ZIMBABWE’S PRESIDENT ROBERT MUGABE:
“US lawmakers Chris Coons and Adam Schiff were visiting the southern African country to discuss wildlife trafficking when a request for a meeting with the interior minister turned into a sit down with the president.  According to Coons and Schiff, the discussion turned tense when Mugabe asked why the US insists on sanctioning Zimbabwe. The senators and their delegation listed reasons why the sanctions have remained in place—the US has sanctioned the country since 2002 after reports of election abuse and human rights violations.  After an awkward silence, Mugabe said, ‘Once [Trump] is your president, you’ll wish you’d been friendlier to me,'”  – QZ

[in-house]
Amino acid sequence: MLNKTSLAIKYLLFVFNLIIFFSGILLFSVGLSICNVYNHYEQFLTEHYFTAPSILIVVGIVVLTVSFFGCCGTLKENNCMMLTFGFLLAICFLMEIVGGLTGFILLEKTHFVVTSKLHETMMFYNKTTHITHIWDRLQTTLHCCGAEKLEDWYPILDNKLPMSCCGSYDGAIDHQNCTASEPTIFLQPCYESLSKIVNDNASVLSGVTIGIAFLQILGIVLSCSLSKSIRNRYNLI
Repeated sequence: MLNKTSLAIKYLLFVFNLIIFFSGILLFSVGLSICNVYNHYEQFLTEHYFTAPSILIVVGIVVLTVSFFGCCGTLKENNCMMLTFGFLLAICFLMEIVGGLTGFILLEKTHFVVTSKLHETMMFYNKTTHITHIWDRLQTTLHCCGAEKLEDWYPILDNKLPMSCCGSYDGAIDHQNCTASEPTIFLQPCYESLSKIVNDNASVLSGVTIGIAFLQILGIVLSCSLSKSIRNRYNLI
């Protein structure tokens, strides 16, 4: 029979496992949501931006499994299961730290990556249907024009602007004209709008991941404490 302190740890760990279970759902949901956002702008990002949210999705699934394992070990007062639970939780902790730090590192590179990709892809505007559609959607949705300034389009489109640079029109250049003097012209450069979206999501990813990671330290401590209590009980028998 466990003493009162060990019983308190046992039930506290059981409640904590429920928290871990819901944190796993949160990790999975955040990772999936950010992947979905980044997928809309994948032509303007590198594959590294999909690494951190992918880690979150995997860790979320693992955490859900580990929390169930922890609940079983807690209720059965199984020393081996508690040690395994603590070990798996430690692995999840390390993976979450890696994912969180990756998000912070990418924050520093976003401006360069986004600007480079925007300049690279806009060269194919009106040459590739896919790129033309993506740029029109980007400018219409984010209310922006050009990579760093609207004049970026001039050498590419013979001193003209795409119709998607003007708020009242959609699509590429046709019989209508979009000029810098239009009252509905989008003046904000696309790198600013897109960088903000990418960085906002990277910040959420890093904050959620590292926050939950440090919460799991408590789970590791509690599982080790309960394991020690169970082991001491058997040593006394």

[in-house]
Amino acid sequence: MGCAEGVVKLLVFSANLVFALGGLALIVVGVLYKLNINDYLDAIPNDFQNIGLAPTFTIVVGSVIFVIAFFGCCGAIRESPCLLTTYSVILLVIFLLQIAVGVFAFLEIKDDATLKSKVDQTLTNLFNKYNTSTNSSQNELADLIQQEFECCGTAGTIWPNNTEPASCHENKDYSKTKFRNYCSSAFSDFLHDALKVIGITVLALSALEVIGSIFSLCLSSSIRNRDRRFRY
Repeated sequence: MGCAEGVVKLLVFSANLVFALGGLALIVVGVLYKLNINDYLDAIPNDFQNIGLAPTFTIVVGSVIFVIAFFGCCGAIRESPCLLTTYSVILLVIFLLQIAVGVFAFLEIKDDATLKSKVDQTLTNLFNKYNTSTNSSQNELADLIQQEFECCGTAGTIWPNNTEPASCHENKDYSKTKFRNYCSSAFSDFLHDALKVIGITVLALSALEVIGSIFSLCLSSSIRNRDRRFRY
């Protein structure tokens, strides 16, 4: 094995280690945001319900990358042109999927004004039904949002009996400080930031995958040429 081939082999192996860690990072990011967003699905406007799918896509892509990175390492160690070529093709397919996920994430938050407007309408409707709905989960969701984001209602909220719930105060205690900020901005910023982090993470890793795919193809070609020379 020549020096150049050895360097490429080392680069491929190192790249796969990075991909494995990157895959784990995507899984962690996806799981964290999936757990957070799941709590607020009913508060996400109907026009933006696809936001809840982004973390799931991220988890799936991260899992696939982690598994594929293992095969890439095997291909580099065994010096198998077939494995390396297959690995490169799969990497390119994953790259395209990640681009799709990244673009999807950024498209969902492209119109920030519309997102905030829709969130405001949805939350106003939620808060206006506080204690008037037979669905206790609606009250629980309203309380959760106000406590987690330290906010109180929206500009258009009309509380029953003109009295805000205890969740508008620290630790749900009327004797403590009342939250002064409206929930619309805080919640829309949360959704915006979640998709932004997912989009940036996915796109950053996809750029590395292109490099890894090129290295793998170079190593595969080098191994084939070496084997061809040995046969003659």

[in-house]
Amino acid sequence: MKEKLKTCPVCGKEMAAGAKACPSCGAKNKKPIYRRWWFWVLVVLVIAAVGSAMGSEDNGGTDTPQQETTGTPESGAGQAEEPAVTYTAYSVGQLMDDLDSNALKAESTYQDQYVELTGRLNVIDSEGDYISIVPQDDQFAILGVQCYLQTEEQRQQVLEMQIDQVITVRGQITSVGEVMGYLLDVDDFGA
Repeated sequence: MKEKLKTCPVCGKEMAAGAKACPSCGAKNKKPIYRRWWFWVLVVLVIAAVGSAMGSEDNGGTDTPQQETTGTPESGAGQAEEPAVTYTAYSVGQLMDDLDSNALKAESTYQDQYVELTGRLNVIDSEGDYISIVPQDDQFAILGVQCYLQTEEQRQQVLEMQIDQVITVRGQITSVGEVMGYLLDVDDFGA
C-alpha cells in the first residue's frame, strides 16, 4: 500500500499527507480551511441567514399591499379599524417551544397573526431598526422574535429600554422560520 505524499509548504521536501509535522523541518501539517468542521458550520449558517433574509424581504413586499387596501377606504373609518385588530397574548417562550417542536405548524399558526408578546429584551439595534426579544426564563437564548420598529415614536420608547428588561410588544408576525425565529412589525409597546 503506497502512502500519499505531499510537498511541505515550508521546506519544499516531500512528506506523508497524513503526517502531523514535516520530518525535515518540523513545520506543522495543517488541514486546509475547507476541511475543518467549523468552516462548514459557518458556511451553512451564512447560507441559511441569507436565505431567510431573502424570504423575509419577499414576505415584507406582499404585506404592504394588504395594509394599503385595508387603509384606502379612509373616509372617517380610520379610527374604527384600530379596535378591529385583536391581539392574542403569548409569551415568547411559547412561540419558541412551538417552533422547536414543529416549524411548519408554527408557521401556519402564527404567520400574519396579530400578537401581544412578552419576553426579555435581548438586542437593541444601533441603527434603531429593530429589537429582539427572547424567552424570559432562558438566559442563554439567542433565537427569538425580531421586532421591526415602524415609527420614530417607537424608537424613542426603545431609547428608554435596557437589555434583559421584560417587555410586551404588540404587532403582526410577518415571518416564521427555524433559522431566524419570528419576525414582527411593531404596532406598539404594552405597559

FRANCE’S MARINE LE PEN : Ms. Le Pen, who heads up  France’s far right and fascist National Front, called Trump “a free man” and said if she could, she would vote for “anyone but Hillary Clinton,”.Politico

FRAUKE PETRY, German anti-immigration and facist Alternative for Germany party’s leader: [Petry] suggests that a Trump presidency would be an opportunity for lower US-Russian tensions. Petry also believes Germany should have a more “balanced approach” towards Russia. – Washington Post

CHINESE SUPPORT: Trump has many supporters in China. “There are also some Chinese people who want him to win because of the American hype surrounding him. They think Trump is “unreliable,” but that he is more likely to be unreliable to America and the West, and, even if this is inconvenient for China, China will not be the first to be inconvenienced.” – Huanqiu